• RSS
  • Print

Natural Resources

The Arctic contains a wealth of petroleum and mineral resources. Currently, the region produces about one tenth of the world’s oil and a quarter of its natural gas. The Russian Arctic is the source for about 80 percent of this oil and virtually all of the natural gas; Arctic Canada, Alaska, and Norway are the other leading producers. Recent appraisals suggest that a considerable fraction of the world’s undiscovered petroleum reserves lie within the Arctic.

The most developed sector of the region, the Russian Arctic also holds abundant deposits of nickel, copper, coal, gold, uranium, tungsten, and diamonds. As well, the North American Arctic contains pockets of uranium, copper, nickel, iron, natural gas, and oil. However, many known mineral reserves have not been exploited because of their inaccessibility and the steep development costs.

Related Photos

See All
  • Russian President Vladimir Putin, left, speaks during the plenary session of the Third International Arctic Forum "The Arctic – Territory of Dialogue" held in Salekhard
    President Putin Speaking
  • The Rossiya is headed for the next ice field it should reach shortly before daybreak for helicopter flights to resume.
    Icebreaker Rossiya in the Chukchi Sea
  • The Soviet pilot Mikhail Vodopyanov preparing for a flight to the Arctic.
    Soviet pilot Mikhail Vodopyanov
  • Members of the FSB border guard service and the Emergencies Ministry during joint rescue exercises following an airplane crash. The exercises were held under severe arctic conditions on the Franz Josef Land archipelago.
    Joint FSB border guard and Emergencies Ministry exercises
  • An Il-14 plane flying over ice floes in the central Arctic.
    Il-14 flying over Arctic ice
  • Prime Minister Vladimir Putin (second left) to attend the Second International Forum "The Arctic: Territory of Dialogue", September 22, 2011. Right, foreground: Arthur Chilingarov, Vice-President of the Russian Geographical Society, the Russian president's special envoy for international cooperation in the Arctic and Antarctic. Left: Albert II, Sovereign Prince of Monaco.
    Second International Arctic Forum
  • The tractor pulling the first load of construction materials.
    Russian polar explorers descend on drifting ice floe
  • An Arctic tern in its nest at the Kandalaksha State Nature Reserve.
    Arctic tern
  • A bear cub on Wrangel Island in the Arctic Ocean.
    Bear cub on Wrangel Island
  • ... but none could meet the basic requirements, especially for thickness.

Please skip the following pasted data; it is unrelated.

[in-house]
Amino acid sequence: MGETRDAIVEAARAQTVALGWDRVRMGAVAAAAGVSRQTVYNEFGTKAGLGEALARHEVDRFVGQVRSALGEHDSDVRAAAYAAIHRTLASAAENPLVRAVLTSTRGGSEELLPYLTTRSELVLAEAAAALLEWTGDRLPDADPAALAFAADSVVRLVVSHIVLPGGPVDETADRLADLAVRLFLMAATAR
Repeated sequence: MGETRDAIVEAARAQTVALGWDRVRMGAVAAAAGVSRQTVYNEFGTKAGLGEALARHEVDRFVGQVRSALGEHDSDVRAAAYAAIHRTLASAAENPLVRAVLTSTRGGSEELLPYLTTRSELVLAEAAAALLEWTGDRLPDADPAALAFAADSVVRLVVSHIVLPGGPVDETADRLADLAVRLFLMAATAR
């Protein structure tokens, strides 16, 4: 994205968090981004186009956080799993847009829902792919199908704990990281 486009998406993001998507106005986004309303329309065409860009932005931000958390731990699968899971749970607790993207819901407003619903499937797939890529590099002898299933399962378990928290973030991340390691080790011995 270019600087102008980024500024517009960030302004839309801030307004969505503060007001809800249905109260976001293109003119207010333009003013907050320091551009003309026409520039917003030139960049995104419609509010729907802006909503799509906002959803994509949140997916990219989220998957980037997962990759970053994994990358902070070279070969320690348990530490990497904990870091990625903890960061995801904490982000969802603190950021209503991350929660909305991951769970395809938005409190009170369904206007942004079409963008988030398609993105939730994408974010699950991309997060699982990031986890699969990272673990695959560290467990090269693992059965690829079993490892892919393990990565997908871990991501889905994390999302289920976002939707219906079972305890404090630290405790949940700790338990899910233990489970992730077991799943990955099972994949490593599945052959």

Icebreaker Rossiya in the Chukchi Sea
  • Prime Minister Vladimir Putin (third right, background) attending the plenary meeting of the Second International Forum "The Arctic: Territory of Dialogue", September 22, 2011. Left: Albert II, Sovereign Prince of Monaco.
    Second International Arctic Forum
  • The Krasin icebreaker delivering a geological expedition to Franz Josef Land.
    Krasin icebreaker

Biological resources are similarly bountiful in the Far North. An estimated one-fifth of freshwater and several of the world’s largest rivers are found there. The region encompasses one of the last and most extensive, continuous wilderness areas on Earth, and it is home to hundreds of endemic species of plants and animals. Millions of migratory birds from around the globe breed and live seasonally in the Arctic and a variety of marine mammals inhabit the regional ocean waters. Fish such as salmon, cod, and pollock abound in Arctic and sub-Arctic waters, supporting valuable commercial fisheries. Some two dozen major herds of reindeer and caribou, important resources for indigenous peoples, migrate across high northern landscapes. In sum, humans gain much from the Arctic’s living resources, and the region is uniquely important to global biodiversity.

Climate change in the Far North is expected to transform the outlook on natural resources there.  As rising temperatures accelerate the melting of ice on land and at sea, the prospects for expanding transportation corridors, mineral resource development, and tourism will grow. At the same time living resources will face new pressures. Future developments could well bring considerable new wealth to Arctic state economies, but also significant consequences for northern peoples and environments.